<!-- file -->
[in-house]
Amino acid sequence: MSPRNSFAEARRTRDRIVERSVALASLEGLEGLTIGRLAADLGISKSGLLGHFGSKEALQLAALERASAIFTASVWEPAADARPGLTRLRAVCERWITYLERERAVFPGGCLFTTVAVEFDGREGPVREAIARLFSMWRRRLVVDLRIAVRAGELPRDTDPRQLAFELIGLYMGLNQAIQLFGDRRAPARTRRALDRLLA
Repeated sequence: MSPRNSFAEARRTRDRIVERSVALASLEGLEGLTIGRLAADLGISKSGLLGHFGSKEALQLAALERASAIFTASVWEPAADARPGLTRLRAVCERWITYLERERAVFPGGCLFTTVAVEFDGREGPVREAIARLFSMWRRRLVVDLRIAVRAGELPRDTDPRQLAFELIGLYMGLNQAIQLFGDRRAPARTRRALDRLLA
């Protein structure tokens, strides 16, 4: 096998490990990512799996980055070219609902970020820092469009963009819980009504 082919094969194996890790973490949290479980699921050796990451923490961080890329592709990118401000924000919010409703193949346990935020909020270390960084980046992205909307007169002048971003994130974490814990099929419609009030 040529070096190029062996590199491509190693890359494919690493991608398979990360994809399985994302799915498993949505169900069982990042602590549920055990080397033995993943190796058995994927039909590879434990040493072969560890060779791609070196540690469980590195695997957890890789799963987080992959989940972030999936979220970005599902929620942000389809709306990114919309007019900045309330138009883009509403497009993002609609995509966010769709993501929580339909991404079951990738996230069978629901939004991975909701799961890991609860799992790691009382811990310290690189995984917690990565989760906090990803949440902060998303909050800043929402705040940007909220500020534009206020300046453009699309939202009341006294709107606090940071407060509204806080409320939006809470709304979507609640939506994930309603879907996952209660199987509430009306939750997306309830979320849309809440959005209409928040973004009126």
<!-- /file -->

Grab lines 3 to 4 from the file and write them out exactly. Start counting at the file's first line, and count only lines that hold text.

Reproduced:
Repeated sequence: MSPRNSFAEARRTRDRIVERSVALASLEGLEGLTIGRLAADLGISKSGLLGHFGSKEALQLAALERASAIFTASVWEPAADARPGLTRLRAVCERWITYLERERAVFPGGCLFTTVAVEFDGREGPVREAIARLFSMWRRRLVVDLRIAVRAGELPRDTDPRQLAFELIGLYMGLNQAIQLFGDRRAPARTRRALDRLLA
């Protein structure tokens, strides 16, 4: 096998490990990512799996980055070219609902970020820092469009963009819980009504 082919094969194996890790973490949290479980699921050796990451923490961080890329592709990118401000924000919010409703193949346990935020909020270390960084980046992205909307007169002048971003994130974490814990099929419609009030 040529070096190029062996590199491509190693890359494919690493991608398979990360994809399985994302799915498993949505169900069982990042602590549920055990080397033995993943190796058995994927039909590879434990040493072969560890060779791609070196540690469980590195695997957890890789799963987080992959989940972030999936979220970005599902929620942000389809709306990114919309007019900045309330138009883009509403497009993002609609995509966010769709993501929580339909991404079951990738996230069978629901939004991975909701799961890991609860799992790691009382811990310290690189995984917690990565989760906090990803949440902060998303909050800043929402705040940007909220500020534009206020300046453009699309939202009341006294709107606090940071407060509204806080409320939006809470709304979507609640939506994930309603879907996952209660199987509430009306939750997306309830979320849309809440959005209409928040973004009126």